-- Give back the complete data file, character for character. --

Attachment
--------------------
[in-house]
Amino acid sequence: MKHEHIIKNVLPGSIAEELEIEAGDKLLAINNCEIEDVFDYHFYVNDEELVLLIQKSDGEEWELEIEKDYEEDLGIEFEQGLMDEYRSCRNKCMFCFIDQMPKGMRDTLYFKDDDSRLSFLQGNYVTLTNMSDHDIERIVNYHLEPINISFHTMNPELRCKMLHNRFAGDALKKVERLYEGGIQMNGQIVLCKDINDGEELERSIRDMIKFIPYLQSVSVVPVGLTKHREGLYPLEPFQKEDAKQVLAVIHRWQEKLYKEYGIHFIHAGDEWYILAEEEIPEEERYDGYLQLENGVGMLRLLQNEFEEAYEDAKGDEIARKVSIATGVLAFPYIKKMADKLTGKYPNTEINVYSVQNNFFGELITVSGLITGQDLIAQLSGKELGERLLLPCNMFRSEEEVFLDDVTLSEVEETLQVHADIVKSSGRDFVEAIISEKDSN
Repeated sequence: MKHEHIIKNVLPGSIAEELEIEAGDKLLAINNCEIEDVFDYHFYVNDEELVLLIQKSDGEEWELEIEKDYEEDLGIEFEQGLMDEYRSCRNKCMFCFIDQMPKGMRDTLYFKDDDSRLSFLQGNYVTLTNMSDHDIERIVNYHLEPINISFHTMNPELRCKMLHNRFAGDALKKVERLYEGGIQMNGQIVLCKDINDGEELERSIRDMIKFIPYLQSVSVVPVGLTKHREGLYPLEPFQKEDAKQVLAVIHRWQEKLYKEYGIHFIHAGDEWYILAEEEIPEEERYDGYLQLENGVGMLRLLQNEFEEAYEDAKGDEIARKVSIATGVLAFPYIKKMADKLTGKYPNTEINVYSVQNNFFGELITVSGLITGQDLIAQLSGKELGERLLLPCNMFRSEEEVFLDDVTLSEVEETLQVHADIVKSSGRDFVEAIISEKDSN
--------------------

[in-house]
Amino acid sequence: MKHEHIIKNVLPGSIAEELEIEAGDKLLAINNCEIEDVFDYHFYVNDEELVLLIQKSDGEEWELEIEKDYEEDLGIEFEQGLMDEYRSCRNKCMFCFIDQMPKGMRDTLYFKDDDSRLSFLQGNYVTLTNMSDHDIERIVNYHLEPINISFHTMNPELRCKMLHNRFAGDALKKVERLYEGGIQMNGQIVLCKDINDGEELERSIRDMIKFIPYLQSVSVVPVGLTKHREGLYPLEPFQKEDAKQVLAVIHRWQEKLYKEYGIHFIHAGDEWYILAEEEIPEEERYDGYLQLENGVGMLRLLQNEFEEAYEDAKGDEIARKVSIATGVLAFPYIKKMADKLTGKYPNTEINVYSVQNNFFGELITVSGLITGQDLIAQLSGKELGERLLLPCNMFRSEEEVFLDDVTLSEVEETLQVHADIVKSSGRDFVEAIISEKDSN
Repeated sequence: MKHEHIIKNVLPGSIAEELEIEAGDKLLAINNCEIEDVFDYHFYVNDEELVLLIQKSDGEEWELEIEKDYEEDLGIEFEQGLMDEYRSCRNKCMFCFIDQMPKGMRDTLYFKDDDSRLSFLQGNYVTLTNMSDHDIERIVNYHLEPINISFHTMNPELRCKMLHNRFAGDALKKVERLYEGGIQMNGQIVLCKDINDGEELERSIRDMIKFIPYLQSVSVVPVGLTKHREGLYPLEPFQKEDAKQVLAVIHRWQEKLYKEYGIHFIHAGDEWYILAEEEIPEEERYDGYLQLENGVGMLRLLQNEFEEAYEDAKGDEIARKVSIATGVLAFPYIKKMADKLTGKYPNTEINVYSVQNNFFGELITVSGLITGQDLIAQLSGKELGERLLLPCNMFRSEEEVFLDDVTLSEVEETLQVHADIVKSSGRDFVEAIISEKDSN